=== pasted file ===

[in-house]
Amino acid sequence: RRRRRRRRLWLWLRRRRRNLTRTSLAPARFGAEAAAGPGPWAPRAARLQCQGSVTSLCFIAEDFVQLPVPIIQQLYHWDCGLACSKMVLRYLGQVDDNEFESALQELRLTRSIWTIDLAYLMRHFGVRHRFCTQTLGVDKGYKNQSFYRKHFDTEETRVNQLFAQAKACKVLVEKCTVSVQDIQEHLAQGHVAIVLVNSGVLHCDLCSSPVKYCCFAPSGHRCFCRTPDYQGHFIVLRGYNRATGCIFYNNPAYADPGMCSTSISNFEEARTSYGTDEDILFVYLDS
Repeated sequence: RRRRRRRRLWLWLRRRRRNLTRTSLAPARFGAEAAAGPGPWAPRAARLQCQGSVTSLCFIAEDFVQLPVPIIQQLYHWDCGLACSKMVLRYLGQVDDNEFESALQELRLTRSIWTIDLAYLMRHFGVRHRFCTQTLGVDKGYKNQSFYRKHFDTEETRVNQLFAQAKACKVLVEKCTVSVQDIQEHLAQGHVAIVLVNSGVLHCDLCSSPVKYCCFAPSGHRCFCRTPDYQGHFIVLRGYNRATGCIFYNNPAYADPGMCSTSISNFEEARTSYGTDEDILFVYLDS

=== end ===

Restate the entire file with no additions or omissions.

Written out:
[in-house]
Amino acid sequence: RRRRRRRRLWLWLRRRRRNLTRTSLAPARFGAEAAAGPGPWAPRAARLQCQGSVTSLCFIAEDFVQLPVPIIQQLYHWDCGLACSKMVLRYLGQVDDNEFESALQELRLTRSIWTIDLAYLMRHFGVRHRFCTQTLGVDKGYKNQSFYRKHFDTEETRVNQLFAQAKACKVLVEKCTVSVQDIQEHLAQGHVAIVLVNSGVLHCDLCSSPVKYCCFAPSGHRCFCRTPDYQGHFIVLRGYNRATGCIFYNNPAYADPGMCSTSISNFEEARTSYGTDEDILFVYLDS
Repeated sequence: RRRRRRRRLWLWLRRRRRNLTRTSLAPARFGAEAAAGPGPWAPRAARLQCQGSVTSLCFIAEDFVQLPVPIIQQLYHWDCGLACSKMVLRYLGQVDDNEFESALQELRLTRSIWTIDLAYLMRHFGVRHRFCTQTLGVDKGYKNQSFYRKHFDTEETRVNQLFAQAKACKVLVEKCTVSVQDIQEHLAQGHVAIVLVNSGVLHCDLCSSPVKYCCFAPSGHRCFCRTPDYQGHFIVLRGYNRATGCIFYNNPAYADPGMCSTSISNFEEARTSYGTDEDILFVYLDS